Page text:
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India's Eurasia Policy Gets a Boost With Long-Awaited Trade Corridor
Image Credit: Wikimedia Commons

India's Eurasia Policy Gets a Boost With Long-Awaited Trade Corridor

 
 

After 17 long years, since the inception of the International North-South Transport Corridor (INSTC) agreement between India, Iran, and Russia, the first consignment of goods is ready to be transported from Mumbai to St. Petersburg during mid-January 2018. The regular transport of the goods would start a few months later.

The ambitious INSTC project was conceived way back in September 2000 and later came into force in the year 2002 after being ratified by the three countries. Since then, 11 more nations joined the project: Armenia, Azerbaijan, Belarus, Bulgaria (observer status), Kazakhstan, Kyrgyzstan, Oman, Syria, Tajikistan, Turkey, and Ukraine.

Once fully operationalized, INSTC will cut down the transportation costs of goods as well the transportation time. While it currently takes more than 40 days for goods to travel from India to Russia, after the opening of INSTC, transportation would be completed in less than 25 days, thereby cutting down transportation time by 30-40 percent.

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It is estimated that the corridor will facilitate carrying 20-30 million tonnes of goods per year. This will boost India’s economy, with Indian exports are expected to increase substantially during the next calendar year. Private companies, which till now have been overlooking Central Asia as a prospective market for their goods, would be looking to invest more in the region.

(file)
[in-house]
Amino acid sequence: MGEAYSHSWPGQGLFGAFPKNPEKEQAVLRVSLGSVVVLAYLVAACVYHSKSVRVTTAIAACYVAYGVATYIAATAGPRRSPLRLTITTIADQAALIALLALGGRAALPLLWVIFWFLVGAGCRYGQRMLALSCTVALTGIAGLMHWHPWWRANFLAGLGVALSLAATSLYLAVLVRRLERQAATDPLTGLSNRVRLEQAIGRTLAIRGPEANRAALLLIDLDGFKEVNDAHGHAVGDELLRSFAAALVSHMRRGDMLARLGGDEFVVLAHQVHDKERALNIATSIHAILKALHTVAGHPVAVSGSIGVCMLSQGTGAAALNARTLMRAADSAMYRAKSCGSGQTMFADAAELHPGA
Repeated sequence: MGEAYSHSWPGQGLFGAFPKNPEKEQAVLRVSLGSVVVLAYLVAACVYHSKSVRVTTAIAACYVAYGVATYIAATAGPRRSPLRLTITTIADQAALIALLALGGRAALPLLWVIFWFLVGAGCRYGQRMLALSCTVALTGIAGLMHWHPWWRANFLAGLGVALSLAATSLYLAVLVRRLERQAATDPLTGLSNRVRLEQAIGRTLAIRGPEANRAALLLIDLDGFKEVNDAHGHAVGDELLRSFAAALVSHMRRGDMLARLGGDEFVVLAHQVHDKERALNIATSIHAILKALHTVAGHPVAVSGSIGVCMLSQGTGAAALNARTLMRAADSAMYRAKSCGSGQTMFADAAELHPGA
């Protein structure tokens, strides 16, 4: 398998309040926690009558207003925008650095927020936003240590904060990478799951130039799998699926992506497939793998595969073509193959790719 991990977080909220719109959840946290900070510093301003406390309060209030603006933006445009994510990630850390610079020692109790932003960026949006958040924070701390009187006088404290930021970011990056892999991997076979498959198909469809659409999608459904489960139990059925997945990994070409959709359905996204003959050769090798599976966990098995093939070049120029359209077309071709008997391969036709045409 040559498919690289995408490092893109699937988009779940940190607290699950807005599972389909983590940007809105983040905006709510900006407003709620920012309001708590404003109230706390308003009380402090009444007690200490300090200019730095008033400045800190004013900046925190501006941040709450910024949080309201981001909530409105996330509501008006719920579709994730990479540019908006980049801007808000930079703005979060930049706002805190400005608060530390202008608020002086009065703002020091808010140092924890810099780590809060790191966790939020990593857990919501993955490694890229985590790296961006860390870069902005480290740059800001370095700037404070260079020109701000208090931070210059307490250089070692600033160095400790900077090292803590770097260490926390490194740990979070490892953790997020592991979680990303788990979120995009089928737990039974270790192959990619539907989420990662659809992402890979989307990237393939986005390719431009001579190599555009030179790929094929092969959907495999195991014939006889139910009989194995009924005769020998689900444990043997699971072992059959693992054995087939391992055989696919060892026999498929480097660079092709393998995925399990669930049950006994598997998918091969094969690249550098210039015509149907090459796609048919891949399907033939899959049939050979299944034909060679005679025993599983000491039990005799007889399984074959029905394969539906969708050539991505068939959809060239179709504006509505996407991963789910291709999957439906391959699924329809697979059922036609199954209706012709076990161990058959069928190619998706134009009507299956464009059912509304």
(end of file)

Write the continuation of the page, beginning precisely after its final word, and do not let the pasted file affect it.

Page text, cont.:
INSTC will help India to gain smooth access into Central Asia and beyond. With a hostile neighbor like Pakistan, which is situated between India and the Central Asian region, previously India was unable to extend its reach to Central Asia. No longer will Pakistan be an obstacle for India in this regard

Under India’s Connect Central Asia policy, the Central Asian region has already been given a lot of prominence. With the operationalization of INSTC, India-Central Asia relationship will only strengthen. The Central Asian region is part of India’s “extended neighborhood” and of great geostrategic value to India, especially as New Delhi is trying to balance China’s huge presence in the region. The importance of INSTC in expanding India’s trade and investment links with Central Asia has been highlighted in The Foreign Trade Policy of India, 2015-20 as well, signifying the importance India attaches to this region.

In addition, India-Russia trade relations will also get new energy with the help of INSTC. Russia has been India’s long-standing ally but Moscow’s recent inclinations toward Pakistan has raised the eyebrows of many Indian foreign policy analysts. With INSTC, the friendship between India and Russia is expected to grow stronger.

The INSTC is also being seen as New Delhi’s answer to China’s Belt and Road Initiative (BRI). China is not only India’s most powerful neighbor in the region but its competitor as well in the economic arena. India’s ambition to balance China will gain some traction with INSTC’s operationalization.

To sum up, the International North-South Transport Corridor is going to leave a deep impact on India’s engagement with Eurasia and the Central Asian region both geoeconomically and geostrategically, as India looks forward to foster deeper and stronger ties in both regions.

Martand Jha is a junior research fellow at the School of International Studies, Jawaharlal Nehru University, New Delhi.

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